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Do Patient Expectations of Spinal Surgery Relate to Functional Outcome?

By Albert Yee, Nana Adjei, Jennifer Do, Michael Ford and Joel Finkelstein

Abstract

It is important for surgeons to understand patients’ expectations for surgery. We asked whether patient factors and preoperative functional outcome scores reflect the degree of expectations patients have for posterior spinal surgery. Second, we asked whether patients’ expectations for surgery predict improvements in functional outcome scores after surgery. We prospectively enrolled 155 consecutive surgical patients with greater than 90% followup. Patients’ expectations were evaluated preoperatively along with SF-36 and Oswestry disability questionnaires. Postoperatively (6 months for decompression; 1 year for fusions), we quantified patient-derived satisfaction regarding whether expectations were met and by patient-derived functional outcome scores. In patients undergoing decompression, gender, SF-36 general health domain, and SF-36 physical component score predicted patients with high expectations for surgery. Patients with high expectations also reported greater postoperative improvements in SF-36 role physical domain scores after surgery. Expectations for surgery were met in 81% of patients. In a subset of patients (21 of 143), expectations were not met. These patients reported lower mean preoperative SF-36 general health, vitality, and mean mental component scores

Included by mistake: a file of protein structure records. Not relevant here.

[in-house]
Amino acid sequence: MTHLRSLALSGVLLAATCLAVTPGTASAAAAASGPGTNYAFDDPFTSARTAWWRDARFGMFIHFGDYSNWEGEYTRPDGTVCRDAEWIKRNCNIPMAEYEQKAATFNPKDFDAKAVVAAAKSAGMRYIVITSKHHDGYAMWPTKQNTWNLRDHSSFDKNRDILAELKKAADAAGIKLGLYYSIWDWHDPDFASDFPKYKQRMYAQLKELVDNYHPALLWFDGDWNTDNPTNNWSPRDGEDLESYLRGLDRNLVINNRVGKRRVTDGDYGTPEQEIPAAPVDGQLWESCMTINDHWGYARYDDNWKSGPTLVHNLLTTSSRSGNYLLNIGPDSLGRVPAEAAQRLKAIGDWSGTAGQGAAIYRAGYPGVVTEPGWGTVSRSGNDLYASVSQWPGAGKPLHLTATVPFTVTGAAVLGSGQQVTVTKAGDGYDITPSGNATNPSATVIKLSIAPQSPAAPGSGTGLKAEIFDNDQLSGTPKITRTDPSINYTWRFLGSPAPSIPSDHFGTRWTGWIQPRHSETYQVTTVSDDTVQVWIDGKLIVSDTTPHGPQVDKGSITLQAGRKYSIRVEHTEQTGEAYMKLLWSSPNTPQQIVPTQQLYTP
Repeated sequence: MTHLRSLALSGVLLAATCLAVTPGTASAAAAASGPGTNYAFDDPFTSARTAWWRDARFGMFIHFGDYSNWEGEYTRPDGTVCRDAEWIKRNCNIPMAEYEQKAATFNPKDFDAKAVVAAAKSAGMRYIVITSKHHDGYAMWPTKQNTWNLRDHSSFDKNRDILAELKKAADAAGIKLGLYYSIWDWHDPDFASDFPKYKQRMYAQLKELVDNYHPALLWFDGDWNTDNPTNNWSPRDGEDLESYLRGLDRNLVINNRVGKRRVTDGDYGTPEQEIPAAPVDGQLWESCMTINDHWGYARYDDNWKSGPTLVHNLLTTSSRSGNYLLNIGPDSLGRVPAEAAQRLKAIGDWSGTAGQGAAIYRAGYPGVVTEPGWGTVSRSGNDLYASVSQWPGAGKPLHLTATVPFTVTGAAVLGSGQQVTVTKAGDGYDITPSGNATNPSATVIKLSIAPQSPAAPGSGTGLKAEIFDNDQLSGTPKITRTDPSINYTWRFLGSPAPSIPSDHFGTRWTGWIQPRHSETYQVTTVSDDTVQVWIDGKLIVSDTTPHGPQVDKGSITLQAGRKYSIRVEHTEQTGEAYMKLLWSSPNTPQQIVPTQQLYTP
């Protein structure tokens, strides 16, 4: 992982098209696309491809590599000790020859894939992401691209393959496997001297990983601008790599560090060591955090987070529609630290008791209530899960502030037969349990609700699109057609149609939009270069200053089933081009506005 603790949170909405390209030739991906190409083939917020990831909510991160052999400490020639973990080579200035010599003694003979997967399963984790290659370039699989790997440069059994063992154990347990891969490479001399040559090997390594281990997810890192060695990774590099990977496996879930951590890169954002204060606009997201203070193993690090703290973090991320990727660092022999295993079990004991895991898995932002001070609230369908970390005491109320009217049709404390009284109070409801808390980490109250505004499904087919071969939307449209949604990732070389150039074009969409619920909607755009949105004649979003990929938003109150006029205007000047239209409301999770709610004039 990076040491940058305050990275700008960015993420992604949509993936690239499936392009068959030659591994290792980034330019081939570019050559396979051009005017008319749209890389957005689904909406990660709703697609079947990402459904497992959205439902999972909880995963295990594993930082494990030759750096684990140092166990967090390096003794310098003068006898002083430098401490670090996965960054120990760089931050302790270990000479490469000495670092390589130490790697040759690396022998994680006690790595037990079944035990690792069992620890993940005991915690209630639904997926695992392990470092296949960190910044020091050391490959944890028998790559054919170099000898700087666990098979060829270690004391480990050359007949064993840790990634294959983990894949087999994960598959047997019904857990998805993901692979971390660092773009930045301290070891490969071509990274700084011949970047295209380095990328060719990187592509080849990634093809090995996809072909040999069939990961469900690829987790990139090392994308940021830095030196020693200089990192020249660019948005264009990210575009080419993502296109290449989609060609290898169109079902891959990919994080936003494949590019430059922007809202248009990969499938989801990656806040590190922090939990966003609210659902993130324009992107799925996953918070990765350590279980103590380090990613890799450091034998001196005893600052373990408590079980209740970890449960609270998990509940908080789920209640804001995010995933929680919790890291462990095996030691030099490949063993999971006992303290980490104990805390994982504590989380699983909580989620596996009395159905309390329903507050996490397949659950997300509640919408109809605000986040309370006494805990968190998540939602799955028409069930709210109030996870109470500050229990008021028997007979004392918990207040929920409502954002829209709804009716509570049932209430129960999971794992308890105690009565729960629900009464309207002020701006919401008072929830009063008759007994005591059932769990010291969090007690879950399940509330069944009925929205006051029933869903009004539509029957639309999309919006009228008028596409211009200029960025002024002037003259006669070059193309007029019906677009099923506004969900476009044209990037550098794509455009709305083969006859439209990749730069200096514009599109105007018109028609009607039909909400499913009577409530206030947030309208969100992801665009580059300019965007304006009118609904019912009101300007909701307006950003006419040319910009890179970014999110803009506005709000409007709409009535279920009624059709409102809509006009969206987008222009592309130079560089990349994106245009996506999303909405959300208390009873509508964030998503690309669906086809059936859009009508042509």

Topics: Original Article
Publisher: Springer-Verlag
OAI identifier: oai:pubmedcentral.nih.gov:2311462
Provided by: PubMed Central
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